By Jim McCloskey
It’s attention-getting, so it’s easy to figure out why it’s done. But in this case, my feeling is that just because it can be done doesn’t mean it should be done.
What I’m agitated about here is the peculiarly popular practice of coloring fountain water to commemorate special dates or events. You know what I mean: Think about all those fountains dyed red for Valentine’s Day, pink for breast-cancer awareness month, green for St. Patrick’s Day. It’s a list that seems to grow year by year, with any of a rainbow of other hues appearing whenever some key decision-maker gets a colorful gesture in mind.
As you can tell by my surname, I’m Irish, and I’ve always celebrated March 17 by hoisting a pint or two of Guinness and feeling entitled to let the blarney flow and think about (and sometimes even listen to) sad songs about the home of my ancestors. This holiday experience isn’t materially improved by knowing there’s a green fountain somewhere.
I also celebrate Valentine’s Day, but my motivation isn’t a fountain; instead, it’s the fact that on the first February 14 after our marriage, my wife pointed out that the date happens to fall exactly six months from our wedding date of August 14 – meaning not only is it Valentine’s Day, but it’s also our hemi-anniversary. No red water required.
Indeed, in neither case is my celebration of these holidays aided or abetted in the slightest by seeing colored water in fountains. In fact, it strikes me as a waste of energy, resources and time, mainly because these aquatic commemorations are almost always about dates or events so well established that they don’t really need this sort of trivial boost.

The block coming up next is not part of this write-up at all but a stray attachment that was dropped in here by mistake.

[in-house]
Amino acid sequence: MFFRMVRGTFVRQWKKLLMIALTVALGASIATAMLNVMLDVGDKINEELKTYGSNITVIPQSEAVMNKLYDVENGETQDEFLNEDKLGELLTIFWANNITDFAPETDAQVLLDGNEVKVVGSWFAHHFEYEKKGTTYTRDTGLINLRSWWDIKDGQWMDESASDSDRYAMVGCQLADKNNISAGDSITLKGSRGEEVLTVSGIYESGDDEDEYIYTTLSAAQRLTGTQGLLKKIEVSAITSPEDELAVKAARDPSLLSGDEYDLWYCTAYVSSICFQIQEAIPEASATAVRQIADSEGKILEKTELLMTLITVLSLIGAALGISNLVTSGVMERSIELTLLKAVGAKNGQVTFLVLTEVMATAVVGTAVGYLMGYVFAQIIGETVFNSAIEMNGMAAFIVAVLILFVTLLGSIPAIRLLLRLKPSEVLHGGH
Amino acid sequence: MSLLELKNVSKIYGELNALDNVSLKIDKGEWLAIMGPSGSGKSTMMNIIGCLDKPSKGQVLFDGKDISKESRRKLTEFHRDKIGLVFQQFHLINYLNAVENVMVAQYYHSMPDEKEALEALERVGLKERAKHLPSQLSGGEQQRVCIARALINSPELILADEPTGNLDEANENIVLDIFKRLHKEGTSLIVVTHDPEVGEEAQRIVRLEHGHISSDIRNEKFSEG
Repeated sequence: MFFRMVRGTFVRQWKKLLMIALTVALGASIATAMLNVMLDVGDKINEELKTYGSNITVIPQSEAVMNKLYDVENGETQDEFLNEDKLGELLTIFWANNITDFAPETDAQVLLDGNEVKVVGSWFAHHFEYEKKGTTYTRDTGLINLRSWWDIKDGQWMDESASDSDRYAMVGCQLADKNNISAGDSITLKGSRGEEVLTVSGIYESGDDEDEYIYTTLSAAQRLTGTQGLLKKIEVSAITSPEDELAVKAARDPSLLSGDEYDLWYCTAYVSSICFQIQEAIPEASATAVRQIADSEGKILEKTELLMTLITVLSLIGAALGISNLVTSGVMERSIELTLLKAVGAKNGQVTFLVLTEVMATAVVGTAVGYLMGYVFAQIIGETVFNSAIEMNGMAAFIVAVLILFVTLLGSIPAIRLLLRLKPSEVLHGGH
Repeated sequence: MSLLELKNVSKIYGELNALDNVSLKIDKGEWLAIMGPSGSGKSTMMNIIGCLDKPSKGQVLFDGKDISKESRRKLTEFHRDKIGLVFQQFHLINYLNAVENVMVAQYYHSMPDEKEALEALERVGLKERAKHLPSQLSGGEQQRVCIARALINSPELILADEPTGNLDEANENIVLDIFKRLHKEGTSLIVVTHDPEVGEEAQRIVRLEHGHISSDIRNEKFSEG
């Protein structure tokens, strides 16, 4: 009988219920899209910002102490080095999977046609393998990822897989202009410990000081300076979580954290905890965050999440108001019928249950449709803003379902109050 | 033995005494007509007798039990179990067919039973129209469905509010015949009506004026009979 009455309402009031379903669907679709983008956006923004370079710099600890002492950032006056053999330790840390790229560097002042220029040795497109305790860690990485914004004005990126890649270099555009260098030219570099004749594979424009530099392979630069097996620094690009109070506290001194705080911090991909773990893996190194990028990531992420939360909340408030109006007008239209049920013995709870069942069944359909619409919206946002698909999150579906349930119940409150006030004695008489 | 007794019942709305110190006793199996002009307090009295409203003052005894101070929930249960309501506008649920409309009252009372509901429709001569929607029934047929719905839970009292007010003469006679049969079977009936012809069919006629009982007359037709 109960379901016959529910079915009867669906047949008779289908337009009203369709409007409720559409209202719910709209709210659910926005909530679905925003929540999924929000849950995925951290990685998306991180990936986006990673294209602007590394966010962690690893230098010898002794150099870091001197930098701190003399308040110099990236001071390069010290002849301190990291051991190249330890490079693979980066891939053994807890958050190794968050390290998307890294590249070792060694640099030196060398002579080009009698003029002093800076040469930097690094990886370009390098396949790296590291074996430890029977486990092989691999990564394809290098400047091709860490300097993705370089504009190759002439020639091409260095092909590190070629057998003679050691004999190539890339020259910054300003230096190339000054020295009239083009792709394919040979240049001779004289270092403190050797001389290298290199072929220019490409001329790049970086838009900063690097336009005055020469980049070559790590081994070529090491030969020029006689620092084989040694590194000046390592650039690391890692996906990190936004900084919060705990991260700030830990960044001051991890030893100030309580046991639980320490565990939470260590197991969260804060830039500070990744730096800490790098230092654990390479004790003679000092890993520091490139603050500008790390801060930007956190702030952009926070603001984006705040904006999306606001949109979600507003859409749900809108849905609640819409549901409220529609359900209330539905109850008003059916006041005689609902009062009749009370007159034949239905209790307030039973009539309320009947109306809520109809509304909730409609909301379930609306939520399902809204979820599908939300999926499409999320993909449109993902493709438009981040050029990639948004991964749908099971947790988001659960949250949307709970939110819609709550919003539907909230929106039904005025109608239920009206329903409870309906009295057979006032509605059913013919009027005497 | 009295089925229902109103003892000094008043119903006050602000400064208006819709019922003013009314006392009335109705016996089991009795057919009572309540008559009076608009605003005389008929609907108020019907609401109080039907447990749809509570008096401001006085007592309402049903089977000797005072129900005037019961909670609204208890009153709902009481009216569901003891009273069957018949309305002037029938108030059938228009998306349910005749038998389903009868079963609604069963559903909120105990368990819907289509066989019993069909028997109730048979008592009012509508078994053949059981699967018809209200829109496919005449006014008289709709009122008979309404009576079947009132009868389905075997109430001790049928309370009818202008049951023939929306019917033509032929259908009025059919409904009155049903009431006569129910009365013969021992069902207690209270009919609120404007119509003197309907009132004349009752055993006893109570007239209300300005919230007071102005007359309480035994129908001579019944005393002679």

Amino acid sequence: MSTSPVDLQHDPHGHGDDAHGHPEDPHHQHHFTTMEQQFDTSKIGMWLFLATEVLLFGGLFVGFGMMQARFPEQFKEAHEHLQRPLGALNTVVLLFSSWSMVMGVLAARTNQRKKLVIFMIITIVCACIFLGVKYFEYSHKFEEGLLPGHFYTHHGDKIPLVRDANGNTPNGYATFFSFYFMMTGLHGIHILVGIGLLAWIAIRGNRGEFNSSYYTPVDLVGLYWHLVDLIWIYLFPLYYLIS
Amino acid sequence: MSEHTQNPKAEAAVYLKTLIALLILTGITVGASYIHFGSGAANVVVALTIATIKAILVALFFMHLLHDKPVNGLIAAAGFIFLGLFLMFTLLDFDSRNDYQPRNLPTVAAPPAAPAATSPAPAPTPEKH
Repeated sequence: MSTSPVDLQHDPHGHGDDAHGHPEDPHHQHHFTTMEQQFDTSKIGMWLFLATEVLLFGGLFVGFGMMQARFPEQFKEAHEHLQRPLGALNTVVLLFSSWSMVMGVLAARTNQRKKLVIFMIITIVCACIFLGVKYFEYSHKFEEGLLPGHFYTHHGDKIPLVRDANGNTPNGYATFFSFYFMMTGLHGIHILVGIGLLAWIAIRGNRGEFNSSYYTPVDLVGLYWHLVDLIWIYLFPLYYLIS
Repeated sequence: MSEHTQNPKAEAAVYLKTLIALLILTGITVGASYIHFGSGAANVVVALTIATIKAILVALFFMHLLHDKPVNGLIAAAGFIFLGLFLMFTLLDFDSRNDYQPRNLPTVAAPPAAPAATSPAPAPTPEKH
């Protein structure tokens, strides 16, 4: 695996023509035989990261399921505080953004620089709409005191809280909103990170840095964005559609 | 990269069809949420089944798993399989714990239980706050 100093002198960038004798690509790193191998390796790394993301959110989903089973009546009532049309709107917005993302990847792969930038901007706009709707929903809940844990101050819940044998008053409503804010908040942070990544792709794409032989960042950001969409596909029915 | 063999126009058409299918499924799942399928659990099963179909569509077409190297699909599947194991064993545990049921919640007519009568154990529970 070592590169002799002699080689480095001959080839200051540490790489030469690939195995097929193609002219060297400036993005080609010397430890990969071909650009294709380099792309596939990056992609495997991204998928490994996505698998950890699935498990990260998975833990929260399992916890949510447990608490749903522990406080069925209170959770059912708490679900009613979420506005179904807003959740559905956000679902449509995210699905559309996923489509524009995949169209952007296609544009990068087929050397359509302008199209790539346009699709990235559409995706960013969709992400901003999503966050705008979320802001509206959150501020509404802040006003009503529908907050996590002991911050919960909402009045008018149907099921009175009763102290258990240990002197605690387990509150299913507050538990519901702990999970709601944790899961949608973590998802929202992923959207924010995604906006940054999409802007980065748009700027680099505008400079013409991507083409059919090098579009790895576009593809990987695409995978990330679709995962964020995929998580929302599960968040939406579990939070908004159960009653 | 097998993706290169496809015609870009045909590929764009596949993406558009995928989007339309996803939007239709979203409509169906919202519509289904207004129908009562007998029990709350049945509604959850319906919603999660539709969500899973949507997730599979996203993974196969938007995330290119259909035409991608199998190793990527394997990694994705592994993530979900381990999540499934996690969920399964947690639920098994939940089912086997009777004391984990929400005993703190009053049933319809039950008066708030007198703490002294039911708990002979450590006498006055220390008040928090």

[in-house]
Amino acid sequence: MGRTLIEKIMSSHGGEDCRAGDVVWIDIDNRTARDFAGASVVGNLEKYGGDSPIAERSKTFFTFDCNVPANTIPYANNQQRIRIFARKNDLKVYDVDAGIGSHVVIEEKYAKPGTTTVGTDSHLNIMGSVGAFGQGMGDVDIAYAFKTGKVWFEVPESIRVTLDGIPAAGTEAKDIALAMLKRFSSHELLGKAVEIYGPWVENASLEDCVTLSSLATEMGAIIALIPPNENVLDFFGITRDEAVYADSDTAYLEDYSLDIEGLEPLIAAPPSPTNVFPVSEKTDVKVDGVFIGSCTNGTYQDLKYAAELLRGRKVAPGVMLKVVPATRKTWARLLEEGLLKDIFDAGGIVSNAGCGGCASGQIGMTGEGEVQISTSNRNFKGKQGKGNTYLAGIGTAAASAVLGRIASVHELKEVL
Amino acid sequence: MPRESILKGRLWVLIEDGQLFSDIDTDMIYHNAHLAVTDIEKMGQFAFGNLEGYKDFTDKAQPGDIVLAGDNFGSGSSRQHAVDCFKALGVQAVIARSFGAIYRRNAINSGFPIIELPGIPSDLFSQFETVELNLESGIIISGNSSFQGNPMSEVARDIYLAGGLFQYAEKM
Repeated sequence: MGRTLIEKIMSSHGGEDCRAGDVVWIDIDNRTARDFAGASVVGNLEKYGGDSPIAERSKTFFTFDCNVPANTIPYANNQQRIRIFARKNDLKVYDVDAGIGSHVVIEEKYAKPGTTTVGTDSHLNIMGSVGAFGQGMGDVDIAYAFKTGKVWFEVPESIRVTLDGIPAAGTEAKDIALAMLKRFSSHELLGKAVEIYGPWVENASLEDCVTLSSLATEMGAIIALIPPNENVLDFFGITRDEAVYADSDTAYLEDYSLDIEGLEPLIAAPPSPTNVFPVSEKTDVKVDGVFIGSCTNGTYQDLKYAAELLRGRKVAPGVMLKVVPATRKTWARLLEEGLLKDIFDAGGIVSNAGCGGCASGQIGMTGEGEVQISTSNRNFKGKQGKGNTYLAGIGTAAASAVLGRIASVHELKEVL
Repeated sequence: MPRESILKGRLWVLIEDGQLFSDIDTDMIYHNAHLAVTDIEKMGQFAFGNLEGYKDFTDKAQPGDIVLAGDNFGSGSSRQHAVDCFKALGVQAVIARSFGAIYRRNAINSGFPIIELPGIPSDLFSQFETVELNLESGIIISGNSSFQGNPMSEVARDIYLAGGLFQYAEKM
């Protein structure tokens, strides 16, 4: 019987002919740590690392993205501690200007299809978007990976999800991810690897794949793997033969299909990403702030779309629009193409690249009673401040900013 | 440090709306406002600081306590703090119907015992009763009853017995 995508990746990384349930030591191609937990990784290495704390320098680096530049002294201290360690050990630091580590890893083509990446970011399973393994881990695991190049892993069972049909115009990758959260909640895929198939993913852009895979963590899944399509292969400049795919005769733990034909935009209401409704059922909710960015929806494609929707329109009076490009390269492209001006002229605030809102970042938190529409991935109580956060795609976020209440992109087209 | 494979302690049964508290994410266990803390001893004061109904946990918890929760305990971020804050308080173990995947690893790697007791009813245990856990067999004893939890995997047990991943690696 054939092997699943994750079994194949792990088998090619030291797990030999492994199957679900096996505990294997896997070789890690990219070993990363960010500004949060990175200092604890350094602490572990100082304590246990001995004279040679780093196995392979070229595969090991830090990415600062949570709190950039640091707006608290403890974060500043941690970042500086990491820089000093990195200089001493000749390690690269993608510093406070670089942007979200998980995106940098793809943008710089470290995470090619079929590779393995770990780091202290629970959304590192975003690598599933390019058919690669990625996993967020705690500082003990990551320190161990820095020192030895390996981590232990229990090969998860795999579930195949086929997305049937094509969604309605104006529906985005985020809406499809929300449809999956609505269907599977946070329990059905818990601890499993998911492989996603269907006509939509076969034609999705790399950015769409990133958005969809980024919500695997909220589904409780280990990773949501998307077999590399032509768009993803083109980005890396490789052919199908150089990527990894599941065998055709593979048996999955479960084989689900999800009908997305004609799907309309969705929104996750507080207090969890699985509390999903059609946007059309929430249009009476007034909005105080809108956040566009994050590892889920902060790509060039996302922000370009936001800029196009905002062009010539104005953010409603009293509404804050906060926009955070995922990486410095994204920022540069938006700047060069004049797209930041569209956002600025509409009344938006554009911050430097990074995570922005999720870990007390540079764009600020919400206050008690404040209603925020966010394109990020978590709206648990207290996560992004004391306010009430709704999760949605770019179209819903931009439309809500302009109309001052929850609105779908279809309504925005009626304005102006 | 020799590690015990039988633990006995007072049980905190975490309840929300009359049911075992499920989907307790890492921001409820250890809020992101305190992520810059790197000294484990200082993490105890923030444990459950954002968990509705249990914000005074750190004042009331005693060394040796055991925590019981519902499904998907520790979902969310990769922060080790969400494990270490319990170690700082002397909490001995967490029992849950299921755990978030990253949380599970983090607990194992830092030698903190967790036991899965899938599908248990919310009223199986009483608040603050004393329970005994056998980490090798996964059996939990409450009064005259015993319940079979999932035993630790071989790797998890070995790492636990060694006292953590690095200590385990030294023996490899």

There’s an aesthetic component to this, too, because of the usual lack of color intensity achieved in these displays: In years of observation, I’ve yet to see a watershape done up in a suitably greenish green or a convincing red. At this point, however, I don’t even think better coloring agents would make a difference: My affections are so alienated from these displays that I object to them, one and all.
(I’m not fond of soap in fountains, either, because it’s a form of vandalism. True, there are many fountains that might actually be improved by veils of suds, but I am nonetheless of the opinion that soap-wielding pranksters should find better ways to express themselves.)
As I’ve mentioned in a couple Travelogues, just about the only fountain-related celebrations I enjoy come when they randomly wrap themselves up in bountiful quantities of ice without any consideration of the date or anyone else’s calendar. Through this fiendishly cold winter, I have been entertained almost daily by photos and videos of ice-encrusted watershapes, left to marvel at their quiescently frozen brilliance.
I guess I’m just a take-it-as-it-comes sort of guy: If Mother Nature makes it happen to a fountain, I’m good with it. But if it’s just some dignitary down at City Hall? Please, I beg you: Give it a rest!